"For the years and long-term effects that could result from such an ordeal, that's nothing," he said.

It's not nothing for Jenkins. But he says the money may go right back to utility companies to pay the bills. And he's still not drinking from the tap.

"You got to look at it and smell it," he said.

A total of $76 million minus attorney fees has been set aside for simple claims where no receipts are needed. There’s also $75 million set out for residents and businesses who can document that their damage is more than that.

Federal Class Counsel says if the judge gives preliminary approval and no one objects and files an appeal, the money could be made available 30 days after the final hearing. The best case scenario would be this summer, although there could be delays.

A community meeting to talk about the situation is set for 6 p.m. Tuesday, May 2, at the University of Charleston's Geary Student Union in the Appalachian Room.


ORIGINAL STORY 4/27/17

A proposed settlement has been filed in the 2014 water crisis and now is awaiting a federal judge’s approval.

The proposed settlement agreement is $151 million. It details how it would be distributed to residents and businesses affected by the Freedom Industries chemical spill that contaminated the drinking water for days.

That spill affected more than 300,000 people in the Kanawha Valley and beyond.

A West Virginia American spokesperson said the court must first approve the settlement before it can move forward. If and when the court grants approval, residents and businesses impacted by the Freedom Industries spill will receive notice by mail, email and through the media detailing when and how to make their claims.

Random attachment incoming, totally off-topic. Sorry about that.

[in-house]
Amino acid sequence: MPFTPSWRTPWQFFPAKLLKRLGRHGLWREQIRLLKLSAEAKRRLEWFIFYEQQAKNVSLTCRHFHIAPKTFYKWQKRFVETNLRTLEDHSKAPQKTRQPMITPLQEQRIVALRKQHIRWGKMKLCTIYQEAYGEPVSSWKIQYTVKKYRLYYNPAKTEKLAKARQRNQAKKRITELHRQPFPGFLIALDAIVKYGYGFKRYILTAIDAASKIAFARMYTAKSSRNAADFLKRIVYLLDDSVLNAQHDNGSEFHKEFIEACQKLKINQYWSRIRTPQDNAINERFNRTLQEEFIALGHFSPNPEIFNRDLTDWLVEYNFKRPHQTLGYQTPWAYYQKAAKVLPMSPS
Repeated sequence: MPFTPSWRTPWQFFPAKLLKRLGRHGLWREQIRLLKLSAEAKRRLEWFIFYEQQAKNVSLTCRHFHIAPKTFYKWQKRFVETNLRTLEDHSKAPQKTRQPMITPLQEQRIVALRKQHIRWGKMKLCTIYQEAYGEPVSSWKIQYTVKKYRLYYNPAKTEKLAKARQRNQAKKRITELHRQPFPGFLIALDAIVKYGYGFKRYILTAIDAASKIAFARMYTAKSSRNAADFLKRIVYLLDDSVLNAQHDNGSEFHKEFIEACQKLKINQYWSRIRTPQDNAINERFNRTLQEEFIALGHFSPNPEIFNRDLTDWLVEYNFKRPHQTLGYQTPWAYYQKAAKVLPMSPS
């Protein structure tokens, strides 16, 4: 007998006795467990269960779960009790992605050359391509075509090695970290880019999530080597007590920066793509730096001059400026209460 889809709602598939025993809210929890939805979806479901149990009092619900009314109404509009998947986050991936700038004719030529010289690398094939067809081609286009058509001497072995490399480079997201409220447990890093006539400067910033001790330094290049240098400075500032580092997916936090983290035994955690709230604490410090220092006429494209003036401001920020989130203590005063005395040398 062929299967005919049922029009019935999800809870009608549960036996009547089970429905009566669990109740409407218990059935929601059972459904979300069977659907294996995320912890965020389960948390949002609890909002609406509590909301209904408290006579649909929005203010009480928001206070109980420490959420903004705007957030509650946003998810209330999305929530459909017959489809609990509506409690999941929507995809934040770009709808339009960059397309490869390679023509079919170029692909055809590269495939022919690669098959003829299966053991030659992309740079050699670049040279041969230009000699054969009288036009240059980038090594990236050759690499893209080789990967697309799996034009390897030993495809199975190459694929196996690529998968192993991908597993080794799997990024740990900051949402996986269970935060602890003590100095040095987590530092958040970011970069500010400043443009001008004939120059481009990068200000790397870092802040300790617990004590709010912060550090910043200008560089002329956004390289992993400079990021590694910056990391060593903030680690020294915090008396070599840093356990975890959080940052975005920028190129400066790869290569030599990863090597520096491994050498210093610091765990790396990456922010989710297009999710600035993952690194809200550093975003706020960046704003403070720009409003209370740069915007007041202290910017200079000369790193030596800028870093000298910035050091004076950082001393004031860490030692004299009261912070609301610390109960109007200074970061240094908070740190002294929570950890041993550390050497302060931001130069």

Under the proposal, the payouts would look like this:

Residential Households -- $525 + $170 per additional resident
Shutdown Business Claims -- $6,250 to $25,000
Lodging Business Claims -- $10,000 to $40,000
Other Businesses -- $1,875
Nonprofit Organizations -- $1,875
We are still going through the 220-page legal document regarding the proposed settlement.

West Virginia American Water released the following statement:

"In October 2016, West Virginia American Water reached a preliminary global settlement resolving federal and state lawsuits against the company related to the January 2014 Freedom Industries spill. This settlement allows us to put these cases behind us and is not an admission of any liability or fault on the company’s part. We remain committed to delivering clean, safe, reliable and affordable water service to our customers. Today, the parties to the Freedom Industries spill litigation filed a proposed settlement agreement spelling out how the settlement fund of up to $151 million will be distributed to local residents and businesses and seeking preliminary court approval of the settlement."